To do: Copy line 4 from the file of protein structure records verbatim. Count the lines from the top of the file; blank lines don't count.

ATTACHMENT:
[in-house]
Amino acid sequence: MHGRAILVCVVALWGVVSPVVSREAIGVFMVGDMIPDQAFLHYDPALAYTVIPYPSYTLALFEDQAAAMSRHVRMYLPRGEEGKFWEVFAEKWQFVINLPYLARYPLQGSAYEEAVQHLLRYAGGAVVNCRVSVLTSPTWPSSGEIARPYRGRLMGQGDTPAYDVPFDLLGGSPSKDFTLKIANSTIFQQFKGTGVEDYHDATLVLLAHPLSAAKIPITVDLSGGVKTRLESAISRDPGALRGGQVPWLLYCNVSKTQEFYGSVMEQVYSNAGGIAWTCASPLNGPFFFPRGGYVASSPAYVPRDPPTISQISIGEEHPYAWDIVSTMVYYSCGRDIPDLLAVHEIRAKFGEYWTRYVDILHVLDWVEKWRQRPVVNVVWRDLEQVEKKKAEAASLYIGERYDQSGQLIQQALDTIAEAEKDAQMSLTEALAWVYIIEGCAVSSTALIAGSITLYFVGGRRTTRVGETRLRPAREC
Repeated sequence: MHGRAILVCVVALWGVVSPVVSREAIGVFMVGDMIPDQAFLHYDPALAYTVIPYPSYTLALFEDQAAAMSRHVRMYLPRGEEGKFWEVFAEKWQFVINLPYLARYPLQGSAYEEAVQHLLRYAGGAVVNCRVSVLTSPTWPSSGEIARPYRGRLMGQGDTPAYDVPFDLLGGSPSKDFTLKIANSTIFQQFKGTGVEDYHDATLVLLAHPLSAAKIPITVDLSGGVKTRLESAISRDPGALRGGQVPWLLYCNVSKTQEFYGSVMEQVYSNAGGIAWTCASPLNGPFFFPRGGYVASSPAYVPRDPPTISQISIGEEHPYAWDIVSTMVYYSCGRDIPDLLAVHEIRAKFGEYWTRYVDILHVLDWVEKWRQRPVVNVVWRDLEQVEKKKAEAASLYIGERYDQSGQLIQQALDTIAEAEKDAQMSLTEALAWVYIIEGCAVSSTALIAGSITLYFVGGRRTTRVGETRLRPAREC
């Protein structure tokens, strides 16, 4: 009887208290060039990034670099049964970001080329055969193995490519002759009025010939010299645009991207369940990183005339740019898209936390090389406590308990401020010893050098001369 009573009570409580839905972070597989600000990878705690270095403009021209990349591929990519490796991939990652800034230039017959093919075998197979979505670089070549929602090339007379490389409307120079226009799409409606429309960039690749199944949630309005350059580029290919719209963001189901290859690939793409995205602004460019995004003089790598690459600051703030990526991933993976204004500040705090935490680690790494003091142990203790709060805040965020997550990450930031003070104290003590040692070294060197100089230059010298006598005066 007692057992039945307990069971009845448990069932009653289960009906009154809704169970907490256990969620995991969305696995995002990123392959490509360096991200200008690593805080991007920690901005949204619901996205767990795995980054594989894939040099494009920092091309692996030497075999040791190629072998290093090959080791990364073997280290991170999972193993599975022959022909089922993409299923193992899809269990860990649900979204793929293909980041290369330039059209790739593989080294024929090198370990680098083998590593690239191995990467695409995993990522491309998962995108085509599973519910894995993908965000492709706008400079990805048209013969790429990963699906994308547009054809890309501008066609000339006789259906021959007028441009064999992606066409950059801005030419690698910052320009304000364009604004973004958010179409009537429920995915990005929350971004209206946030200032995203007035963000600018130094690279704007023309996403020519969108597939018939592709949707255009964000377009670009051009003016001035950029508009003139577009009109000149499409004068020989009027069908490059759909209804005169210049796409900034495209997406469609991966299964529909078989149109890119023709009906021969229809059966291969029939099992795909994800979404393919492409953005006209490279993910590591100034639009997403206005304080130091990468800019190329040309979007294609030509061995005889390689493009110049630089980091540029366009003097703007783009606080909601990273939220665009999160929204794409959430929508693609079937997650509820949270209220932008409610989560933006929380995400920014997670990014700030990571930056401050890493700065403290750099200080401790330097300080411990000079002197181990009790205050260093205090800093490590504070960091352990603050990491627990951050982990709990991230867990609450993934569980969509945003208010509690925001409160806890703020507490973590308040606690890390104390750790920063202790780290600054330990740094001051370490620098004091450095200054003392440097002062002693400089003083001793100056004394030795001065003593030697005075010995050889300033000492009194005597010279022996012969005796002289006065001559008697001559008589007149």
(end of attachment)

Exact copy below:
């Protein structure tokens, strides 16, 4: 009887208290060039990034670099049964970001080329055969193995490519002759009025010939010299645009991207369940990183005339740019898209936390090389406590308990401020010893050098001369 009573009570409580839905972070597989600000990878705690270095403009021209990349591929990519490796991939990652800034230039017959093919075998197979979505670089070549929602090339007379490389409307120079226009799409409606429309960039690749199944949630309005350059580029290919719209963001189901290859690939793409995205602004460019995004003089790598690459600051703030990526991933993976204004500040705090935490680690790494003091142990203790709060805040965020997550990450930031003070104290003590040692070294060197100089230059010298006598005066 007692057992039945307990069971009845448990069932009653289960009906009154809704169970907490256990969620995991969305696995995002990123392959490509360096991200200008690593805080991007920690901005949204619901996205767990795995980054594989894939040099494009920092091309692996030497075999040791190629072998290093090959080791990364073997280290991170999972193993599975022959022909089922993409299923193992899809269990860990649900979204793929293909980041290369330039059209790739593989080294024929090198370990680098083998590593690239191995990467695409995993990522491309998962995108085509599973519910894995993908965000492709706008400079990805048209013969790429990963699906994308547009054809890309501008066609000339006789259906021959007028441009064999992606066409950059801005030419690698910052320009304000364009604004973004958010179409009537429920995915990005929350971004209206946030200032995203007035963000600018130094690279704007023309996403020519969108597939018939592709949707255009964000377009670009051009003016001035950029508009003139577009009109000149499409004068020989009027069908490059759909209804005169210049796409900034495209997406469609991966299964529909078989149109890119023709009906021969229809059966291969029939099992795909994800979404393919492409953005006209490279993910590591100034639009997403206005304080130091990468800019190329040309979007294609030509061995005889390689493009110049630089980091540029366009003097703007783009606080909601990273939220665009999160929204794409959430929508693609079937997650509820949270209220932008409610989560933006929380995400920014997670990014700030990571930056401050890493700065403290750099200080401790330097300080411990000079002197181990009790205050260093205090800093490590504070960091352990603050990491627990951050982990709990991230867990609450993934569980969509945003208010509690925001409160806890703020507490973590308040606690890390104390750790920063202790780290600054330990740094001051370490620098004091450095200054003392440097002062002693400089003083001793100056004394030795001065003593030697005075010995050889300033000492009194005597010279022996012969005796002289006065001559008697001559008589007149």